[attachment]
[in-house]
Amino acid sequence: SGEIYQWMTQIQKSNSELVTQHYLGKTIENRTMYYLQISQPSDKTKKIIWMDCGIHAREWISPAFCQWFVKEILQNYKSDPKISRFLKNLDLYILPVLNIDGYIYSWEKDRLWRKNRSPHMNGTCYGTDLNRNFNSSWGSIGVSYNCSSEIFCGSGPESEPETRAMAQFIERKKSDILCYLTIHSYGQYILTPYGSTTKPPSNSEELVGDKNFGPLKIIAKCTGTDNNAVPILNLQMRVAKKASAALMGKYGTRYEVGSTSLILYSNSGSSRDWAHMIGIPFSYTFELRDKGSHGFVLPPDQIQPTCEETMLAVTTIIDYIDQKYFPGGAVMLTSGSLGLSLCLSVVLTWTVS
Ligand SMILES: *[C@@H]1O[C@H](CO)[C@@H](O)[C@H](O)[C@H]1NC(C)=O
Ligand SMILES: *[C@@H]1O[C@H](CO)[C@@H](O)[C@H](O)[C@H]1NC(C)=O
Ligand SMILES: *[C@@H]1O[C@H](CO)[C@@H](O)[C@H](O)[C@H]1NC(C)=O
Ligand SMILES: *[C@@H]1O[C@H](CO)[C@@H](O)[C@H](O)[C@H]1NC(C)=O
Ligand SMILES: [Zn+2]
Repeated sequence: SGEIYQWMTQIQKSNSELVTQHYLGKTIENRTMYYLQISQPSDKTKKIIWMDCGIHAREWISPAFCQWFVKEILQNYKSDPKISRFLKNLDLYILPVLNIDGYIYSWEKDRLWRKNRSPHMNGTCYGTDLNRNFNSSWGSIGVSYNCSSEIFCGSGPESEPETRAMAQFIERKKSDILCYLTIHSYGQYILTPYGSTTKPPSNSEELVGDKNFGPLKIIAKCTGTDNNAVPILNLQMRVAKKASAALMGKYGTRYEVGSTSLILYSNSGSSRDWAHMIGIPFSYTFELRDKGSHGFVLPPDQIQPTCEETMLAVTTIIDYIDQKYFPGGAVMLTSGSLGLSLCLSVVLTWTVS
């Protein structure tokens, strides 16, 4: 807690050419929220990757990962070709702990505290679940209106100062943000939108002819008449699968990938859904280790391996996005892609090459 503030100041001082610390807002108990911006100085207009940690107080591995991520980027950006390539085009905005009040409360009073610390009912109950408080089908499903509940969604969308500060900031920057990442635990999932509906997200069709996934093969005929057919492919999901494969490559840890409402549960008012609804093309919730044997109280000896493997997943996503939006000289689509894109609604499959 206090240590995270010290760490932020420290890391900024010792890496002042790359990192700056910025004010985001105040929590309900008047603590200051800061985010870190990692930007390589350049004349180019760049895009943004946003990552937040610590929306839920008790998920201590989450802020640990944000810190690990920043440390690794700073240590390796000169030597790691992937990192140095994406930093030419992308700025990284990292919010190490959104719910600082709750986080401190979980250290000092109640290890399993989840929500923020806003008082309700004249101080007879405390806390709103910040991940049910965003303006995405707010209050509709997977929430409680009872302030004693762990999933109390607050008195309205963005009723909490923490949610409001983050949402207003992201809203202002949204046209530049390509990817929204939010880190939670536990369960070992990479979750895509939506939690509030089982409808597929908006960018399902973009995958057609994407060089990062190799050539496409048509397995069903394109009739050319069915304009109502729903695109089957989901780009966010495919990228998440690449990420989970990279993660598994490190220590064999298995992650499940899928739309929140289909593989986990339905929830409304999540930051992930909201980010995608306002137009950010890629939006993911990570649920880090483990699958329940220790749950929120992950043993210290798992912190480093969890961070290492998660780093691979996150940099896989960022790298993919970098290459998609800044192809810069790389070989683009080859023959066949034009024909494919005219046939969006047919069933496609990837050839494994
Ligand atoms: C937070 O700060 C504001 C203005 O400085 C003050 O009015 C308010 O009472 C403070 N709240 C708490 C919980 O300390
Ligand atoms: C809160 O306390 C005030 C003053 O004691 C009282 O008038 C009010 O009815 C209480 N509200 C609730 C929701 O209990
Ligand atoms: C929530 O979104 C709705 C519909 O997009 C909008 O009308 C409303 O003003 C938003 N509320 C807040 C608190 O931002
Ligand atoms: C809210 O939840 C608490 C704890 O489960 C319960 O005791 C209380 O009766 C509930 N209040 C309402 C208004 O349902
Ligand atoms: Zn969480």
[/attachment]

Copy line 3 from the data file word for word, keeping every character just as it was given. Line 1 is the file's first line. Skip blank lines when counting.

Ligand SMILES: *[C@@H]1O[C@H](CO)[C@@H](O)[C@H](O)[C@H]1NC(C)=O